Professor Jay Famiglietti speaks on water scarcity

    SEED invited Professor Jay Famiglietti to speak Monday night about something Northwestern students use every day, probably without thinking too much about it: water.

    Famiglietti, who will be director for the Global Institute for Water Security at the University of Saskatchewan in July, knows a thing or two about the connection between water and climate change. He previously worked as a professor and a hydrologist, and currently serves as the senior water scientist at the NASA Jet Propulsion Laboratory.

    Through his time at NASA, Famiglietti has had the opportunity to work with the Gravity Recovery and Climate Experiment, which uses satellite images to determine the amount of groundwater on Earth. The pictures are colorful, but the information is bleak: around the world, important sources of water, like aquifers, are quickly drying up thanks to human use and climate change.

    “About a third of the world’s population relies on groundwater,” Famiglietti said. “In many cases, it’s not renewable – in some cases it’s like oil, especially when you are pumping from deeper aquifers that took millennia or more to fill up in the first place – and it’s being depleted in some places in just a century.”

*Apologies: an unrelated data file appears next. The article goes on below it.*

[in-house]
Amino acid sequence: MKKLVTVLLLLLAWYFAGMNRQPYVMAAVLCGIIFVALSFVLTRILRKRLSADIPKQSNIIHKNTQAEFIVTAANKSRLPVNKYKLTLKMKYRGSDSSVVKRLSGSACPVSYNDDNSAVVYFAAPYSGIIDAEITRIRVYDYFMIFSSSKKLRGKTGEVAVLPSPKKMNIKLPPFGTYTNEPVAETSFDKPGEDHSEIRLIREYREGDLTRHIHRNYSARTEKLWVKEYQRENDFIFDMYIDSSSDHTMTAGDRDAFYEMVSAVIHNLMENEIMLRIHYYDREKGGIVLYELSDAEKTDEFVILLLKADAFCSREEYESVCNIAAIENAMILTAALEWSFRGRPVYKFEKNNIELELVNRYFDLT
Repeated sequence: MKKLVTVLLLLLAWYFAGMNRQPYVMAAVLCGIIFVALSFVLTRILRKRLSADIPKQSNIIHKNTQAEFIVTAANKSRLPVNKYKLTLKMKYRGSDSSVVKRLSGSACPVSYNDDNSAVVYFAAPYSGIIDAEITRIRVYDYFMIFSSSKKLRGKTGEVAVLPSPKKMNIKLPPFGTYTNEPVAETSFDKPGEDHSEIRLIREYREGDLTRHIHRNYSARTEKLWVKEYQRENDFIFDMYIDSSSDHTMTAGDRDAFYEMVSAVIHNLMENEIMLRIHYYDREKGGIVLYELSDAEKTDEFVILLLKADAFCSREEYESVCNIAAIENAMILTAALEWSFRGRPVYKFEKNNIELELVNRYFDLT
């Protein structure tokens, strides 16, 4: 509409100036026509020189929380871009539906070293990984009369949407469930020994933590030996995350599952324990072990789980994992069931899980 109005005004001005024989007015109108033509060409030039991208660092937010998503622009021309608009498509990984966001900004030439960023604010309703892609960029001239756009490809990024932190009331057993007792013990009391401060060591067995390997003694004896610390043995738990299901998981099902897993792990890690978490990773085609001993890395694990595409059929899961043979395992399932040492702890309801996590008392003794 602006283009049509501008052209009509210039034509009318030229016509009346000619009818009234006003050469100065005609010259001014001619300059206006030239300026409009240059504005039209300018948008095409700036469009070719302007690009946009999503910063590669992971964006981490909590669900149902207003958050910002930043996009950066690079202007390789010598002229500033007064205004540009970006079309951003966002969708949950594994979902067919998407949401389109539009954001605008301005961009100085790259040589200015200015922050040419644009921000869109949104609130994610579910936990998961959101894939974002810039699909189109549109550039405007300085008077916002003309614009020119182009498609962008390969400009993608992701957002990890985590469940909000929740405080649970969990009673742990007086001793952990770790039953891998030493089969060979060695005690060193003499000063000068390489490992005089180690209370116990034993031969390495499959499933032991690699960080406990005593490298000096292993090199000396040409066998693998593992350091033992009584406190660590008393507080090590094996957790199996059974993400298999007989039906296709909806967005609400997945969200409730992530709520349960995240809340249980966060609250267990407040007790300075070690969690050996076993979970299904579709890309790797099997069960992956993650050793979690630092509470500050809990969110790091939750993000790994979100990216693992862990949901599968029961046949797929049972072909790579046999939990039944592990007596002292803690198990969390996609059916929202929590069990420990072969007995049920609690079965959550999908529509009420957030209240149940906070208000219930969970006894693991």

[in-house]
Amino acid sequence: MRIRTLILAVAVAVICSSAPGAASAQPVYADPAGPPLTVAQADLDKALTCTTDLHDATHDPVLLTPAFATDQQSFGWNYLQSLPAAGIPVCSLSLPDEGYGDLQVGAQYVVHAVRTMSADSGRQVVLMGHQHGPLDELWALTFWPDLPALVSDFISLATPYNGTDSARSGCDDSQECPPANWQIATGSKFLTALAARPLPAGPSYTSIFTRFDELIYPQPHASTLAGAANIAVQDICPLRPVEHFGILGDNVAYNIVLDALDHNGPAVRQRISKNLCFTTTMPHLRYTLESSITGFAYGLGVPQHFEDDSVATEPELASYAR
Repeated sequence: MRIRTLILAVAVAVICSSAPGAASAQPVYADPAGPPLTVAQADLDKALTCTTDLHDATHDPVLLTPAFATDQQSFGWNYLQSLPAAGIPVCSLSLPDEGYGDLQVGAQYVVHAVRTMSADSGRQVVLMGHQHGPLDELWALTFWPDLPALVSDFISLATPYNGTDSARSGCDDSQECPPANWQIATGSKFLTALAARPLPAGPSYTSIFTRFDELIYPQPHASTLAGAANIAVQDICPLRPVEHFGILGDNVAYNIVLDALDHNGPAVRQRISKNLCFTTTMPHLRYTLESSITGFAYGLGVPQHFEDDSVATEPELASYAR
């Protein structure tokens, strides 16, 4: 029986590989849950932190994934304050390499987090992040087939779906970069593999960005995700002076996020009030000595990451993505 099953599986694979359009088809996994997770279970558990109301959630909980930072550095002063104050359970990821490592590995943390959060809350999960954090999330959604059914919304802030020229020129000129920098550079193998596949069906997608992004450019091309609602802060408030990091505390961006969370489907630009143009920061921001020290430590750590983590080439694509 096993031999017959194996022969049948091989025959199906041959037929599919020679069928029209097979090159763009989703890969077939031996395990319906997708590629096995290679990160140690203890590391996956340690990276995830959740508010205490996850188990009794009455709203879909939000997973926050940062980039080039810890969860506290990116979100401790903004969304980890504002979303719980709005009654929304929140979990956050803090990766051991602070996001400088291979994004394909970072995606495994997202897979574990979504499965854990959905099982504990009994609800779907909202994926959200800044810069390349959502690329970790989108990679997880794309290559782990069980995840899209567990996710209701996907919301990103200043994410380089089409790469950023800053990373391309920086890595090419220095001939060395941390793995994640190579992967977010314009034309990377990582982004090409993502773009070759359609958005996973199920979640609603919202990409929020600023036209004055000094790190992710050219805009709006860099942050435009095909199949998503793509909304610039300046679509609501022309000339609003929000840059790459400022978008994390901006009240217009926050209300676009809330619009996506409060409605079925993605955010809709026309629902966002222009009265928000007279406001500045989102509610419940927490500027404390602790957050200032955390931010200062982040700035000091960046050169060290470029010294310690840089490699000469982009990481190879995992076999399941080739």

High volume human use of groundwater coupled with climate changes, which cause dry climates to become drier, is mostly to blame for the rapid depletion. Famiglietti said the long-held perception of water as a free resource has been detrimental to any water conservation efforts. He noted that there are few, if any, laws about groundwater use, and that Americans in general don’t recognize the value and importance of water in the same way that they do fossil fuels.

    However, events like the drought in California have called more national attention to issues of water security, or quality of having reliable access to clean water. Having lived in Arizona for a large part of his life, Weinberg freshman Daniel Kiefus said that residents in the Southwestern region of the United States are aware of water shortages.